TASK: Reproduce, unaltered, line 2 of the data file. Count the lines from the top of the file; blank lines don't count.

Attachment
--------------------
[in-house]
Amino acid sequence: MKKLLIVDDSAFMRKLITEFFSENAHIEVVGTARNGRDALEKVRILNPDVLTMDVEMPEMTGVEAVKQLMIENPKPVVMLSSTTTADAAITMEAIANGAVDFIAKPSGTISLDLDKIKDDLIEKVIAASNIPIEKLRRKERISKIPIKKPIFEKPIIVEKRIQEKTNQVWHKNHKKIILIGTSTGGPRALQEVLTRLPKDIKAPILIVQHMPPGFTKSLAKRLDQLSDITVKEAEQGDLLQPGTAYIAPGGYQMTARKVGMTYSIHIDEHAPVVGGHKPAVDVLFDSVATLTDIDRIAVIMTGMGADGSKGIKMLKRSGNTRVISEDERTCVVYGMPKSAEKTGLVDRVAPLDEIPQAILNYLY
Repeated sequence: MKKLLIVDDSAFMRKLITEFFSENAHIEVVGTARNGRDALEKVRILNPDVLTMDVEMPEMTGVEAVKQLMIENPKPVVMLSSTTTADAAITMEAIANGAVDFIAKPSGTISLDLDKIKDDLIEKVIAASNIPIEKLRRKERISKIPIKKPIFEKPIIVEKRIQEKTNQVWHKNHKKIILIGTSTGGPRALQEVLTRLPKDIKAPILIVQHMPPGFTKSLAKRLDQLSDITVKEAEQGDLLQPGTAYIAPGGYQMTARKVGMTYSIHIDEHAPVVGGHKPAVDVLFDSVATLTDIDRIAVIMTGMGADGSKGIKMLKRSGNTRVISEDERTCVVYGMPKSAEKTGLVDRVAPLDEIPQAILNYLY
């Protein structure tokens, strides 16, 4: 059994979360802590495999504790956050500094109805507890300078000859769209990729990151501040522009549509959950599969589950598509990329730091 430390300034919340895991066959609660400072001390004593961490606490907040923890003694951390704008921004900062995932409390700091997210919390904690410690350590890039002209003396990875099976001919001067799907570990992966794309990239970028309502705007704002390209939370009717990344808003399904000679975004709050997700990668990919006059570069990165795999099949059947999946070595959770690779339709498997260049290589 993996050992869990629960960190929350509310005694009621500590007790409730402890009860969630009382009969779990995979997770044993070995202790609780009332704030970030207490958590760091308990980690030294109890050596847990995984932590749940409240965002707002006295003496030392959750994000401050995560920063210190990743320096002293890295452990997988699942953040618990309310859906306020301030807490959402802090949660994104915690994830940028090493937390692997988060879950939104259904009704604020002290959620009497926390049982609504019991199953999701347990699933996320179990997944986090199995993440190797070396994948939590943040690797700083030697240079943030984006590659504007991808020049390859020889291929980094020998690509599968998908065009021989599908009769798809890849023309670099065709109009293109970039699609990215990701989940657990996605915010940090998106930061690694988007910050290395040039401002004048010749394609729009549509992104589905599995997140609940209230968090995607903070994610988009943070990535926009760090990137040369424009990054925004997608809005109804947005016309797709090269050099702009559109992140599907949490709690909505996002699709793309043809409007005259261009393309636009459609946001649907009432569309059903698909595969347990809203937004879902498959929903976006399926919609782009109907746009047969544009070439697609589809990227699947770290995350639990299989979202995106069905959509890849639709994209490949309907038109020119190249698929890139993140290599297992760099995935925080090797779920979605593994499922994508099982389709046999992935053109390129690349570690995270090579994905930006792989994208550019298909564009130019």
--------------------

Amino acid sequence: MKKLLIVDDSAFMRKLITEFFSENAHIEVVGTARNGRDALEKVRILNPDVLTMDVEMPEMTGVEAVKQLMIENPKPVVMLSSTTTADAAITMEAIANGAVDFIAKPSGTISLDLDKIKDDLIEKVIAASNIPIEKLRRKERISKIPIKKPIFEKPIIVEKRIQEKTNQVWHKNHKKIILIGTSTGGPRALQEVLTRLPKDIKAPILIVQHMPPGFTKSLAKRLDQLSDITVKEAEQGDLLQPGTAYIAPGGYQMTARKVGMTYSIHIDEHAPVVGGHKPAVDVLFDSVATLTDIDRIAVIMTGMGADGSKGIKMLKRSGNTRVISEDERTCVVYGMPKSAEKTGLVDRVAPLDEIPQAILNYLY